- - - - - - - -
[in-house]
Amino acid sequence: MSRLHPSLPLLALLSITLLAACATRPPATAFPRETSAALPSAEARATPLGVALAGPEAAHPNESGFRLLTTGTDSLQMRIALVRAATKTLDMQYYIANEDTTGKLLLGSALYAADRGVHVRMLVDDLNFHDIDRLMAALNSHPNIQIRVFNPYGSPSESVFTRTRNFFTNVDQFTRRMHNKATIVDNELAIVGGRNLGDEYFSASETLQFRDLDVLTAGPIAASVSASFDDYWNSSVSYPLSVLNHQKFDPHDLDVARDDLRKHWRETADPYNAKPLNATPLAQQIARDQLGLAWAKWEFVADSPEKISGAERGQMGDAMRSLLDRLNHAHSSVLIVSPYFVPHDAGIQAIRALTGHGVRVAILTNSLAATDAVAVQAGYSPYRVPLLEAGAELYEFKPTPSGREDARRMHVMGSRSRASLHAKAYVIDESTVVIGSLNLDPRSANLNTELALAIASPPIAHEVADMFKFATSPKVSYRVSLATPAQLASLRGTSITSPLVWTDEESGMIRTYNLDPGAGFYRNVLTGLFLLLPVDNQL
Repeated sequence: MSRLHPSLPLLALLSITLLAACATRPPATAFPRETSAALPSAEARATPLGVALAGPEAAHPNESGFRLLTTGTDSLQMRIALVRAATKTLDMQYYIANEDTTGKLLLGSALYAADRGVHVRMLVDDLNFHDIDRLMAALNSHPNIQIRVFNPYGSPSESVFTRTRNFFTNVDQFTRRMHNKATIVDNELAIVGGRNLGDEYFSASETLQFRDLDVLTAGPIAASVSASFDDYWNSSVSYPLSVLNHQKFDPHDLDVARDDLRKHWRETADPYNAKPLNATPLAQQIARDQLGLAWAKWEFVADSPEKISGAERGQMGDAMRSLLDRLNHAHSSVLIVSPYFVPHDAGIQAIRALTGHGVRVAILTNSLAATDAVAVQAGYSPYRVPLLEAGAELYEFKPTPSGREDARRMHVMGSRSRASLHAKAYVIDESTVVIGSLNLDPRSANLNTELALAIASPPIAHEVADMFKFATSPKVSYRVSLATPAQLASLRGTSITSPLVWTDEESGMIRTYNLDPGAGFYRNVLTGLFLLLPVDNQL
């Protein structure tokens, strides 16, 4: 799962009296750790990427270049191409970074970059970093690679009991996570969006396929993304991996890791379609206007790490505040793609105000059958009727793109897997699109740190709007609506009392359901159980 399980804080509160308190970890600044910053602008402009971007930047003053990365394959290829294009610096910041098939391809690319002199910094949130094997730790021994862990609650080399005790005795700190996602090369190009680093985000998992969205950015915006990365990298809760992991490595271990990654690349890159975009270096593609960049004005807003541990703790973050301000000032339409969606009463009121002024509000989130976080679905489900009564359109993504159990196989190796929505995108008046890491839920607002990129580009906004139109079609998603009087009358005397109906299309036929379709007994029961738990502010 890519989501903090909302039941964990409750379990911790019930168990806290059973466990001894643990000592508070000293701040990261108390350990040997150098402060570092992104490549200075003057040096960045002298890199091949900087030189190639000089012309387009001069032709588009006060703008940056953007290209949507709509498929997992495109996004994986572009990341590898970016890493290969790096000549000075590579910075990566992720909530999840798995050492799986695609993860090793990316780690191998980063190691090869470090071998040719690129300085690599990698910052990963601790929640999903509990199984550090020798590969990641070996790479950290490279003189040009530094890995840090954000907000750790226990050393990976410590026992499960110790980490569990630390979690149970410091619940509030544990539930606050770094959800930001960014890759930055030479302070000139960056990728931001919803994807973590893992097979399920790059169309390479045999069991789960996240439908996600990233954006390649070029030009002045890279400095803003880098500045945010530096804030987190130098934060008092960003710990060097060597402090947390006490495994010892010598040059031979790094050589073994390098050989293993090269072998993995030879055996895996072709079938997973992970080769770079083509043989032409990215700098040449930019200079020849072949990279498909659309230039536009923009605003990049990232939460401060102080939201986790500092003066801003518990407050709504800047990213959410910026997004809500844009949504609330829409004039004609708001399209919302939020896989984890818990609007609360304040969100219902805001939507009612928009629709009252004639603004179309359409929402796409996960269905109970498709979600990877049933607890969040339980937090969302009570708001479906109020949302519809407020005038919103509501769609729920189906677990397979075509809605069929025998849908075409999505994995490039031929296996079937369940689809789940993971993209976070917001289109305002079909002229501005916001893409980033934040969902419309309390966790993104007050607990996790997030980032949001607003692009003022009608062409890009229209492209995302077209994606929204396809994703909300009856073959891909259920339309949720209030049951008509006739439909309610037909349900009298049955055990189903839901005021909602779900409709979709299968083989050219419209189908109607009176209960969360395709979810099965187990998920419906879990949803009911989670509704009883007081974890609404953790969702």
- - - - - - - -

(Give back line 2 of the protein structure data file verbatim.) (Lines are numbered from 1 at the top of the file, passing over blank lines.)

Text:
Amino acid sequence: MSRLHPSLPLLALLSITLLAACATRPPATAFPRETSAALPSAEARATPLGVALAGPEAAHPNESGFRLLTTGTDSLQMRIALVRAATKTLDMQYYIANEDTTGKLLLGSALYAADRGVHVRMLVDDLNFHDIDRLMAALNSHPNIQIRVFNPYGSPSESVFTRTRNFFTNVDQFTRRMHNKATIVDNELAIVGGRNLGDEYFSASETLQFRDLDVLTAGPIAASVSASFDDYWNSSVSYPLSVLNHQKFDPHDLDVARDDLRKHWRETADPYNAKPLNATPLAQQIARDQLGLAWAKWEFVADSPEKISGAERGQMGDAMRSLLDRLNHAHSSVLIVSPYFVPHDAGIQAIRALTGHGVRVAILTNSLAATDAVAVQAGYSPYRVPLLEAGAELYEFKPTPSGREDARRMHVMGSRSRASLHAKAYVIDESTVVIGSLNLDPRSANLNTELALAIASPPIAHEVADMFKFATSPKVSYRVSLATPAQLASLRGTSITSPLVWTDEESGMIRTYNLDPGAGFYRNVLTGLFLLLPVDNQL